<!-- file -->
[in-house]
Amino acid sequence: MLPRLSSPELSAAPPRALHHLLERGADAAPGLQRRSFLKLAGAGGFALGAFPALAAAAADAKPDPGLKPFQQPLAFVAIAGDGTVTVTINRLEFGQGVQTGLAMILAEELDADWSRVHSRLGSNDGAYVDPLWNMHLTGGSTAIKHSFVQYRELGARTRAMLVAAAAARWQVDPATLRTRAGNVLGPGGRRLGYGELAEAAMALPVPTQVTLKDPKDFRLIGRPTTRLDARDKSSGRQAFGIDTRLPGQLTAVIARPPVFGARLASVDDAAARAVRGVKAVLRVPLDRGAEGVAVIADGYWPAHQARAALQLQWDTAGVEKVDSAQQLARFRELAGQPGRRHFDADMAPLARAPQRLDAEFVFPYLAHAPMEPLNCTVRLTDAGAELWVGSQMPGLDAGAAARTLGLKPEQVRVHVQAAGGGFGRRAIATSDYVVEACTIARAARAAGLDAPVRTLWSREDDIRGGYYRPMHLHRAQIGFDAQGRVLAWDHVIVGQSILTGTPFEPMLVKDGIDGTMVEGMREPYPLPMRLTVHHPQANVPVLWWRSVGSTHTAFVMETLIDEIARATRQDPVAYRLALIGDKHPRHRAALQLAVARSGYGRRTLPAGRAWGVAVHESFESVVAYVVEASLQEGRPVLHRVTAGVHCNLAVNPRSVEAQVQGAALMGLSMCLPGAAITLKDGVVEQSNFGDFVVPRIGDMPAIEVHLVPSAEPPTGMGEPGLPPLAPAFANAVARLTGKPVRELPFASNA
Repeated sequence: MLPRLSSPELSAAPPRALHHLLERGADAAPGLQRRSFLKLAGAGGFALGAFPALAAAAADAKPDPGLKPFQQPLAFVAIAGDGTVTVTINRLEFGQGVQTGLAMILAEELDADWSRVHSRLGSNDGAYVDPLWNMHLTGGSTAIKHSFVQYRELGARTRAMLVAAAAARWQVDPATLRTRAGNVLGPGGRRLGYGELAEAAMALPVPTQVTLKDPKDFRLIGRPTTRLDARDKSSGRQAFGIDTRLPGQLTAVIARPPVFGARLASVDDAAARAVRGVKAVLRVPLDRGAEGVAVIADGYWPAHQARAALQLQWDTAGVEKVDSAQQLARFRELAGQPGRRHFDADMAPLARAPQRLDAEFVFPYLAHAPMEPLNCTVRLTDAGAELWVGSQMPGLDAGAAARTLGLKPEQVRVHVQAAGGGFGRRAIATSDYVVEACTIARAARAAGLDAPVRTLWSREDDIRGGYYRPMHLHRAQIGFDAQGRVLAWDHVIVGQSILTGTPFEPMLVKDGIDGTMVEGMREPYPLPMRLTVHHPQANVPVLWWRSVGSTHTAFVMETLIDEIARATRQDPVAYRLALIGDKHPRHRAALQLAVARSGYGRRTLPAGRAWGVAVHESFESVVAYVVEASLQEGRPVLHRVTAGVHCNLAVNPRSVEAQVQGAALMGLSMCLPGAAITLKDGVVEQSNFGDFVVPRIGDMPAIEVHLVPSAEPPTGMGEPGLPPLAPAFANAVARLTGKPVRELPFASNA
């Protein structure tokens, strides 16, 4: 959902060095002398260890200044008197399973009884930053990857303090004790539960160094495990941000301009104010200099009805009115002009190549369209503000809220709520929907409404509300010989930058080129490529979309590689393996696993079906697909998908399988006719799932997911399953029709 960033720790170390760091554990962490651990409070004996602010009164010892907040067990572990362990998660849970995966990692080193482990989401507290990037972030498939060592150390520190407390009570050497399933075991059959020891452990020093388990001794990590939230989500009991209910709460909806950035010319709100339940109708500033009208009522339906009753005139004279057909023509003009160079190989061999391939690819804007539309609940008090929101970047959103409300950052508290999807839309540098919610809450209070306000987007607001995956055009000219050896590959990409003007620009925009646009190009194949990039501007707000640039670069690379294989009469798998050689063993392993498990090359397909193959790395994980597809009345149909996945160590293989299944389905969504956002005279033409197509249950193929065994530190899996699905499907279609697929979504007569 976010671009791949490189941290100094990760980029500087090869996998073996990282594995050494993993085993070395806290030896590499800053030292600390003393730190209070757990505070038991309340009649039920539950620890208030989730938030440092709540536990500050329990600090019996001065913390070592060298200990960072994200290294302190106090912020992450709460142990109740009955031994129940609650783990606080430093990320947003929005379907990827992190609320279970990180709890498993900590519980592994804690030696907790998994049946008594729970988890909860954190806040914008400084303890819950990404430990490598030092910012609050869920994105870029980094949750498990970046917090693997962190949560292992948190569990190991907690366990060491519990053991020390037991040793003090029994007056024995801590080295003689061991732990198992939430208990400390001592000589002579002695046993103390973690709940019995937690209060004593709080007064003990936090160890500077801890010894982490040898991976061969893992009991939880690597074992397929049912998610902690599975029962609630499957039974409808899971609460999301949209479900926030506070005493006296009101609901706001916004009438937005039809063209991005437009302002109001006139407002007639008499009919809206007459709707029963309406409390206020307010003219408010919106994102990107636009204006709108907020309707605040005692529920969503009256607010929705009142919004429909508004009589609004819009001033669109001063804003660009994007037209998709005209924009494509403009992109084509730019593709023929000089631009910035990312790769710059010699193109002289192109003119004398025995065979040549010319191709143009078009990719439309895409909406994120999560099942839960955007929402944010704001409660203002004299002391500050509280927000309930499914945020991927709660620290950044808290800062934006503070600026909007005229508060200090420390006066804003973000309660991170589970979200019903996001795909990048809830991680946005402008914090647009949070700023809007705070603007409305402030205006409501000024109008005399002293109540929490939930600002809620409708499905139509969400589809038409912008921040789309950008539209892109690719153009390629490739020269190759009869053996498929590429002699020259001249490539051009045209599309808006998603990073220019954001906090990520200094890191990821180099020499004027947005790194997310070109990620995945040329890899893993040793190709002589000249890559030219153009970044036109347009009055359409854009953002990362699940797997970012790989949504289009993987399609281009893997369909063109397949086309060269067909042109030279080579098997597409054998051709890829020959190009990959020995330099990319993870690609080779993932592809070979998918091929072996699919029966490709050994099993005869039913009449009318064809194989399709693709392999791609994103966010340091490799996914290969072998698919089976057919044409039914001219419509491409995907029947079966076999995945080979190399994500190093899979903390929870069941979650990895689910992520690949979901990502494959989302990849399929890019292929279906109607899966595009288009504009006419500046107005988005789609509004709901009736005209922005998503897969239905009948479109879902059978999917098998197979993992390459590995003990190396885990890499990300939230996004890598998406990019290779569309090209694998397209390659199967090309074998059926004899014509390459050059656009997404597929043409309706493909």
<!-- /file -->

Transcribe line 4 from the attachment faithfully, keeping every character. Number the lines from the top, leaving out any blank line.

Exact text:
């Protein structure tokens, strides 16, 4: 959902060095002398260890200044008197399973009884930053990857303090004790539960160094495990941000301009104010200099009805009115002009190549369209503000809220709520929907409404509300010989930058080129490529979309590689393996696993079906697909998908399988006719799932997911399953029709 960033720790170390760091554990962490651990409070004996602010009164010892907040067990572990362990998660849970995966990692080193482990989401507290990037972030498939060592150390520190407390009570050497399933075991059959020891452990020093388990001794990590939230989500009991209910709460909806950035010319709100339940109708500033009208009522339906009753005139004279057909023509003009160079190989061999391939690819804007539309609940008090929101970047959103409300950052508290999807839309540098919610809450209070306000987007607001995956055009000219050896590959990409003007620009925009646009190009194949990039501007707000640039670069690379294989009469798998050689063993392993498990090359397909193959790395994980597809009345149909996945160590293989299944389905969504956002005279033409197509249950193929065994530190899996699905499907279609697929979504007569 976010671009791949490189941290100094990760980029500087090869996998073996990282594995050494993993085993070395806290030896590499800053030292600390003393730190209070757990505070038991309340009649039920539950620890208030989730938030440092709540536990500050329990600090019996001065913390070592060298200990960072994200290294302190106090912020992450709460142990109740009955031994129940609650783990606080430093990320947003929005379907990827992190609320279970990180709890498993900590519980592994804690030696907790998994049946008594729970988890909860954190806040914008400084303890819950990404430990490598030092910012609050869920994105870029980094949750498990970046917090693997962190949560292992948190569990190991907690366990060491519990053991020390037991040793003090029994007056024995801590080295003689061991732990198992939430208990400390001592000589002579002695046993103390973690709940019995937690209060004593709080007064003990936090160890500077801890010894982490040898991976061969893992009991939880690597074992397929049912998610902690599975029962609630499957039974409808899971609460999301949209479900926030506070005493006296009101609901706001916004009438937005039809063209991005437009302002109001006139407002007639008499009919809206007459709707029963309406409390206020307010003219408010919106994102990107636009204006709108907020309707605040005692529920969503009256607010929705009142919004429909508004009589609004819009001033669109001063804003660009994007037209998709005209924009494509403009992109084509730019593709023929000089631009910035990312790769710059010699193109002289192109003119004398025995065979040549010319191709143009078009990719439309895409909406994120999560099942839960955007929402944010704001409660203002004299002391500050509280927000309930499914945020991927709660620290950044808290800062934006503070600026909007005229508060200090420390006066804003973000309660991170589970979200019903996001795909990048809830991680946005402008914090647009949070700023809007705070603007409305402030205006409501000024109008005399002293109540929490939930600002809620409708499905139509969400589809038409912008921040789309950008539209892109690719153009390629490739020269190759009869053996498929590429002699020259001249490539051009045209599309808006998603990073220019954001906090990520200094890191990821180099020499004027947005790194997310070109990620995945040329890899893993040793190709002589000249890559030219153009970044036109347009009055359409854009953002990362699940797997970012790989949504289009993987399609281009893997369909063109397949086309060269067909042109030279080579098997597409054998051709890829020959190009990959020995330099990319993870690609080779993932592809070979998918091929072996699919029966490709050994099993005869039913009449009318064809194989399709693709392999791609994103966010340091490799996914290969072998698919089976057919044409039914001219419509491409995907029947079966076999995945080979190399994500190093899979903390929870069941979650990895689910992520690949979901990502494959989302990849399929890019292929279906109607899966595009288009504009006419500046107005988005789609509004709901009736005209922005998503897969239905009948479109879902059978999917098998197979993992390459590995003990190396885990890499990300939230996004890598998406990019290779569309090209694998397209390659199967090309074998059926004899014509390459050059656009997404597929043409309706493909």